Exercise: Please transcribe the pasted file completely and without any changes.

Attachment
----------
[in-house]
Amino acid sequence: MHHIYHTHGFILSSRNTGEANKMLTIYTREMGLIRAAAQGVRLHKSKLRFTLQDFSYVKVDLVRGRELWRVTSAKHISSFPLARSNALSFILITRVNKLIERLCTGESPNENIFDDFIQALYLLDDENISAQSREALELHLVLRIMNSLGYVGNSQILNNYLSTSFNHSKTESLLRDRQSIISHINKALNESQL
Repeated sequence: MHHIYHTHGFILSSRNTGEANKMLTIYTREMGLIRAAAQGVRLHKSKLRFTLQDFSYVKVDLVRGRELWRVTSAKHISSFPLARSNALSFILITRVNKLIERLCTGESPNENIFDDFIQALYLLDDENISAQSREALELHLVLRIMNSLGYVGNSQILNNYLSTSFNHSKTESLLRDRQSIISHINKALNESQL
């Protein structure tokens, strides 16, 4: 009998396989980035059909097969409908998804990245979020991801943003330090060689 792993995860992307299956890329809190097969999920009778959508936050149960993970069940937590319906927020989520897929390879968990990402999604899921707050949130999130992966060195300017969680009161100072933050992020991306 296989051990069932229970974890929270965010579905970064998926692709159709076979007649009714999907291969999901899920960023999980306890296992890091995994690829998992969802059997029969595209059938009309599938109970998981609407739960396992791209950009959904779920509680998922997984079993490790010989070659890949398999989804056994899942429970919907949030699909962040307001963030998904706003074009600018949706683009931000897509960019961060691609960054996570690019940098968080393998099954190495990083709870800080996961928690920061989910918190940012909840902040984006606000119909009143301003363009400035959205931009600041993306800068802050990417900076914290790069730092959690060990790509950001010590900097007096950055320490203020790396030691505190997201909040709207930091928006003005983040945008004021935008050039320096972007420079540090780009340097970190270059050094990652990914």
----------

[in-house]
Amino acid sequence: MHHIYHTHGFILSSRNTGEANKMLTIYTREMGLIRAAAQGVRLHKSKLRFTLQDFSYVKVDLVRGRELWRVTSAKHISSFPLARSNALSFILITRVNKLIERLCTGESPNENIFDDFIQALYLLDDENISAQSREALELHLVLRIMNSLGYVGNSQILNNYLSTSFNHSKTESLLRDRQSIISHINKALNESQL
Repeated sequence: MHHIYHTHGFILSSRNTGEANKMLTIYTREMGLIRAAAQGVRLHKSKLRFTLQDFSYVKVDLVRGRELWRVTSAKHISSFPLARSNALSFILITRVNKLIERLCTGESPNENIFDDFIQALYLLDDENISAQSREALELHLVLRIMNSLGYVGNSQILNNYLSTSFNHSKTESLLRDRQSIISHINKALNESQL
């Protein structure tokens, strides 16, 4: 009998396989980035059909097969409908998804990245979020991801943003330090060689 792993995860992307299956890329809190097969999920009778959508936050149960993970069940937590319906927020989520897929390879968990990402999604899921707050949130999130992966060195300017969680009161100072933050992020991306 296989051990069932229970974890929270965010579905970064998926692709159709076979007649009714999907291969999901899920960023999980306890296992890091995994690829998992969802059997029969595209059938009309599938109970998981609407739960396992791209950009959904779920509680998922997984079993490790010989070659890949398999989804056994899942429970919907949030699909962040307001963030998904706003074009600018949706683009931000897509960019961060691609960054996570690019940098968080393998099954190495990083709870800080996961928690920061989910918190940012909840902040984006606000119909009143301003363009400035959205931009600041993306800068802050990417900076914290790069730092959690060990790509950001010590900097007096950055320490203020790396030691505190997201909040709207930091928006003005983040945008004021935008050039320096972007420079540090780009340097970190270059050094990652990914």